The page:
EU law: battles continue to open up betting markets, from Brussels to Lisbon

United Kingdom

This article was produced by Olswang LLP, which joined with CMS on 1 May 2017.

National laws granting monopolies or exclusive rights to provide betting and gaming services have continued to be subject to legal challenges in the wake of the ECJ judgment in Placanica (see this article). The results have been somewhat mixed for those seeking to open up EU gambling markets

Further Commission action on sports betting

Following on its formal action against restrictions on sports betting services in Denmark, Finland and Hungary, the European Commission formally requested two more EU Member States to amend their laws on sports betting services in order to bring them into line with EC Treaty rules on freedom to provide services.

The action taken in relation to France and Sweden is the second stage of the procedure under Article 226 of the EC Treaty. The next stage in this procedure if a Member State fails to bring its laws into compliance with EU law is for the Commission to bring an action in the ECJ to seek a judgment against the Member State. The Commission's concerns cover the exclusive sports betting rights themselves as well as ancillary restrictions on advertising and sponsorship, including the measures invoked against betting operators' sponsorship arrangements in football and cycling in France.

The Commission has in addition opened a new proceeding on similar grounds in relation to Greece. In all, ten EU Member States are currently subject to formal Commission challenge – over one-third of the EU – all of the cases except Austria relating to sports betting.

Unibet.com excluded from Italian cycling competition

Unibet.com was the cycling team excluded from French cycling events due to the French law prohibiting the advertising of unlicensed gambling services, an action that is part of the European Commission case against France. Now the team faces similar problems in Italy. Organisers of the Giro D'Italia excluded the Unibet.com team from competing on grounds that it was unlicensed in Italy.

However, the exclusion seems to have more to do with cycling politics than gambling restrictions. Unibet.com's Italian operation, Unibet.it, does in fact have an Italian licence – but other teams, notably Française des Jeux, do not.

Nevertheless, Unibet has since announced that it will end its sponsorship of the professional cycling team which will disband at the end of the year.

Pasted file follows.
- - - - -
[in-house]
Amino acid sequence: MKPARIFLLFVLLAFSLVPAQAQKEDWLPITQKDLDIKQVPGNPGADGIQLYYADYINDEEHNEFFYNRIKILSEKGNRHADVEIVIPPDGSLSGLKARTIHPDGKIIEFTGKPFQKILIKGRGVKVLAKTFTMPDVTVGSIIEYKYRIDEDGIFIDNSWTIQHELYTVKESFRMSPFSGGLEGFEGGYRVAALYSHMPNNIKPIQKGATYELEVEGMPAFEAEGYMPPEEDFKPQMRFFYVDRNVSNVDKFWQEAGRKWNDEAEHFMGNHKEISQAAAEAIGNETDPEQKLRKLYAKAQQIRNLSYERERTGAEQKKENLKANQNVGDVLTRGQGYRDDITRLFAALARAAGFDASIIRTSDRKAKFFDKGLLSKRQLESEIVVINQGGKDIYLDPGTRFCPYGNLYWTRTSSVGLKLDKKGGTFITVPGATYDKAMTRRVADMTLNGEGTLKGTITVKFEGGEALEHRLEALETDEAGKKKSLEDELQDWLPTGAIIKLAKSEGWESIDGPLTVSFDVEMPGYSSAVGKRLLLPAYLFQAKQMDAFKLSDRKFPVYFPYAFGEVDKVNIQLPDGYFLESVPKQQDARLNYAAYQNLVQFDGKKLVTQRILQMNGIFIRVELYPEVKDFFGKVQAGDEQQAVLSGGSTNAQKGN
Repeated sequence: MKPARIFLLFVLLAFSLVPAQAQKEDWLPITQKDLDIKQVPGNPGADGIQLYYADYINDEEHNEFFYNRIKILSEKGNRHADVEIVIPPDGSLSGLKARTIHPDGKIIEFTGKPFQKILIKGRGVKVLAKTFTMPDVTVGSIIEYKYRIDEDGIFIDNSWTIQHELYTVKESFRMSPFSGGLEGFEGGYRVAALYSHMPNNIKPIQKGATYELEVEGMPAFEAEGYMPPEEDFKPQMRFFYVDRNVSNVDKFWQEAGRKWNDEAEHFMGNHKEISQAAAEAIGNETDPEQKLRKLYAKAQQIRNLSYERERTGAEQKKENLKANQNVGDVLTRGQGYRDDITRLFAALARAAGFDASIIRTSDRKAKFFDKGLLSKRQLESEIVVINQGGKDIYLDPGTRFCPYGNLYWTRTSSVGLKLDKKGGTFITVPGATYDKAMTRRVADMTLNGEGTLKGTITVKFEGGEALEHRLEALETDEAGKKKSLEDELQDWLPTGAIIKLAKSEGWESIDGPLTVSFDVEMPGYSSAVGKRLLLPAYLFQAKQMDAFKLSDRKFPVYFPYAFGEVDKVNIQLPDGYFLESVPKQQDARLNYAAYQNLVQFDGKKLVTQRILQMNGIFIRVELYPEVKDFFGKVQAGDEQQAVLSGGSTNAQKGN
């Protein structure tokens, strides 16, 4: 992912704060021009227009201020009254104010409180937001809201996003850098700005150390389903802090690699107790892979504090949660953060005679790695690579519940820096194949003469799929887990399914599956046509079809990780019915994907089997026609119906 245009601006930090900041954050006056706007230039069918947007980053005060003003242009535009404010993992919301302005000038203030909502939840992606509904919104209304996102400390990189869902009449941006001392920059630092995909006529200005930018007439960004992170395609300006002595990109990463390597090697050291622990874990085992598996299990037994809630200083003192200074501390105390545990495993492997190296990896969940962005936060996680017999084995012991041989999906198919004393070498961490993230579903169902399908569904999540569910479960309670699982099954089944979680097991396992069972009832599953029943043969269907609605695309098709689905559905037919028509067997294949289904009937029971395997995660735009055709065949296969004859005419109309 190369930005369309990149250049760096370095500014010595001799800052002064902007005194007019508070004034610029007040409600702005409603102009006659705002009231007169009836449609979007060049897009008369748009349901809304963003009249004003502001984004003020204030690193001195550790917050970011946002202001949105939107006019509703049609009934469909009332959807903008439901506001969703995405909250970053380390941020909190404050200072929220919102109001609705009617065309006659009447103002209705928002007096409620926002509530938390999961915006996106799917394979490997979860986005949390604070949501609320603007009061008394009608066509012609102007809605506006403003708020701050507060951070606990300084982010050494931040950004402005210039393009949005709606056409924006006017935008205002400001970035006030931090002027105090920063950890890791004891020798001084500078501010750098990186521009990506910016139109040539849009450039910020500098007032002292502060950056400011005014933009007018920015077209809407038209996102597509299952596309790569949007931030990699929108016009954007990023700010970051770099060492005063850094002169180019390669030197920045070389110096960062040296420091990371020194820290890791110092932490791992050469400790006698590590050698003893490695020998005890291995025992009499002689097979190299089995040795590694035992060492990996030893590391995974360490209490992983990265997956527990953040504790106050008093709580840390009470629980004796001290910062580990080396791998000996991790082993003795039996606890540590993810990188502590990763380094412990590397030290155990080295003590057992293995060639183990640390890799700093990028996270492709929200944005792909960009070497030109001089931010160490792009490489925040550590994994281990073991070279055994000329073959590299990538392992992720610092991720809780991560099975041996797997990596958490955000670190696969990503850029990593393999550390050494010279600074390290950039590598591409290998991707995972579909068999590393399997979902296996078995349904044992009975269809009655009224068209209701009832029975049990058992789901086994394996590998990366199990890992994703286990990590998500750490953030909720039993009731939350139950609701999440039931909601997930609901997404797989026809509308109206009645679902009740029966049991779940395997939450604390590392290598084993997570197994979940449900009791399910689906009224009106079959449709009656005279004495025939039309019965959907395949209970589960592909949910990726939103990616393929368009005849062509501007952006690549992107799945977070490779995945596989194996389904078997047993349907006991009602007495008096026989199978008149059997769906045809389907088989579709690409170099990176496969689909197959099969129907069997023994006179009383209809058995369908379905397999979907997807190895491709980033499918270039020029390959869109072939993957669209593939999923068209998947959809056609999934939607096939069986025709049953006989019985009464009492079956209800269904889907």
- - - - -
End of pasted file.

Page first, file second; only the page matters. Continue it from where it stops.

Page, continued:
Norwegian monopoly genuinely aimed at reducing gambling addiction

The EFTA Court is the equivalent to the ECJ and interprets the almost identical rules to EU law that apply in the three EFTA States that are joined with the EU Member States in the European Economic Area: Norway, Iceland and Liechtenstein. The EFTA Court therefore applied the same principles as the ECJ when it was called upon to determine the legality of the Norwegian national gambling monopoly following a challenge by Ladbrokes. Like the ECJ, the Court considered whether this restriction on freedom to provide services was justified on the basis of a legitimate public policy objective and was both proportionate and necessary.

In this case, the court found that the Norwegian policy could be considered to be genuinely aimed at reducing gambling addiction, not a disguised protection for a State-owned company. Only a monopoly would, in the specific circumstances of Norway, be sufficient to achieve the policy objectives.

Whilst at first glance a victory for protectionism, in fact the Court's rigorous analysis of the Norwegian government's arguments shows how high a burden is faced by other states who are perhaps less consistent than Norway in adhering to their alleged aim of stopping gambling through rigid State control.

Finnish Supreme Court follows the Norwegian decision – or does it?

Another Ladbrokes challenge has been rejected in Finland, where the Supreme Administrative Court supported the government's decision to refuse Ladbrokes' licence application. A licence has already been awarded to Oy Veikkaus Ab, the state-owned national lottery company.

However, it is possibly less clear that Veikkaus's aim is to reduce gambling than was the case in Norway. The Supreme Administrative Court itself noted problems with Veikkaus's marketing and product development activities, suggesting that the age limit for gaming should be raised to 18. Finland's law on sports betting is separately already subject to European Commission challenge.

Portuguese monopoly referred to the ECJ

Another dispute over restrictions on advertising gambling services has been referred to the ECJ, this time from Portugal. BetandWin International (Bwin) entered into a sponsorship agreement with the Portuguese football league. This was challenged by the Portuguese monopoly, Santa Casa da Misericordia de Lisboa (operator of one of Europe's oldest lotteries, which was created in 1755 to provide funds for rebuilding following the Lisbon earthquake).

As well as an even stronger than usual political element - Santa Casa being fundamental to many Portuguese people's sense of national identity - the reference specifically raises the interesting question of the extent to which a national monopoly, even if justified in principle, may lawfully be extended to the Internet.

Germany – monopolies in lotteries and casinos, but not sports betting?

Finally, as well as providing yet another ECJ reference (from a court in Giessen), Germany continues to provide news stories. As the German states seek to reach agreement on gambling services, it has been reported in Reuters that the European Commission has proposed a compromise to the states that would let them keep monopolies in lotteries and casinos provided they relinquish those in sports betting services. If true, this confirms that sports betting remains top of the Commission's agenda for liberalisation.